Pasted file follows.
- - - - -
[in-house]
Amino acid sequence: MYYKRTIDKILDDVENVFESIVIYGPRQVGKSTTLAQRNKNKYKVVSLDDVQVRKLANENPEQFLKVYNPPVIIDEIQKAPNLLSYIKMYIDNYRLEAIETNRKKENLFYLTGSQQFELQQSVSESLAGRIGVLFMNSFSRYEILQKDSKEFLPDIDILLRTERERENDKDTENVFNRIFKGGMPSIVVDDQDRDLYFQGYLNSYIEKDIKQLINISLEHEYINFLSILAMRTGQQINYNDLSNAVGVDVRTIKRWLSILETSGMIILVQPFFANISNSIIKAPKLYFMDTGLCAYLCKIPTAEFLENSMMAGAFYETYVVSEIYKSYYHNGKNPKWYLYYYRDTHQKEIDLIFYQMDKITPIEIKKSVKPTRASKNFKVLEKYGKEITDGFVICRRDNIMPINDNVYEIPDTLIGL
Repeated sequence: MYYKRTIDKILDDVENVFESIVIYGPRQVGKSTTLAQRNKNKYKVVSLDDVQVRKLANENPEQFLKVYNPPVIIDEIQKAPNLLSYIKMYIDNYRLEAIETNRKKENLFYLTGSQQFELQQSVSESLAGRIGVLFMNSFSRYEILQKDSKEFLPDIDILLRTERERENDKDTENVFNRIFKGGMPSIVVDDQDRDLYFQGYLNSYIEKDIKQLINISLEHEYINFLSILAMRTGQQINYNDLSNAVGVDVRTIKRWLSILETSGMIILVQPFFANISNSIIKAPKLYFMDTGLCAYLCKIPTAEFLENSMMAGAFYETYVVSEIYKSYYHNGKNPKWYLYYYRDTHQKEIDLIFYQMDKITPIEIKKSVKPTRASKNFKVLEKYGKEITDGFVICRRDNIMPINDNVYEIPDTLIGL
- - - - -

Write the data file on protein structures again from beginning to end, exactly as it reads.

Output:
[in-house]
Amino acid sequence: MYYKRTIDKILDDVENVFESIVIYGPRQVGKSTTLAQRNKNKYKVVSLDDVQVRKLANENPEQFLKVYNPPVIIDEIQKAPNLLSYIKMYIDNYRLEAIETNRKKENLFYLTGSQQFELQQSVSESLAGRIGVLFMNSFSRYEILQKDSKEFLPDIDILLRTERERENDKDTENVFNRIFKGGMPSIVVDDQDRDLYFQGYLNSYIEKDIKQLINISLEHEYINFLSILAMRTGQQINYNDLSNAVGVDVRTIKRWLSILETSGMIILVQPFFANISNSIIKAPKLYFMDTGLCAYLCKIPTAEFLENSMMAGAFYETYVVSEIYKSYYHNGKNPKWYLYYYRDTHQKEIDLIFYQMDKITPIEIKKSVKPTRASKNFKVLEKYGKEITDGFVICRRDNIMPINDNVYEIPDTLIGL
Repeated sequence: MYYKRTIDKILDDVENVFESIVIYGPRQVGKSTTLAQRNKNKYKVVSLDDVQVRKLANENPEQFLKVYNPPVIIDEIQKAPNLLSYIKMYIDNYRLEAIETNRKKENLFYLTGSQQFELQQSVSESLAGRIGVLFMNSFSRYEILQKDSKEFLPDIDILLRTERERENDKDTENVFNRIFKGGMPSIVVDDQDRDLYFQGYLNSYIEKDIKQLINISLEHEYINFLSILAMRTGQQINYNDLSNAVGVDVRTIKRWLSILETSGMIILVQPFFANISNSIIKAPKLYFMDTGLCAYLCKIPTAEFLENSMMAGAFYETYVVSEIYKSYYHNGKNPKWYLYYYRDTHQKEIDLIFYQMDKITPIEIKKSVKPTRASKNFKVLEKYGKEITDGFVICRRDNIMPINDNVYEIPDTLIGL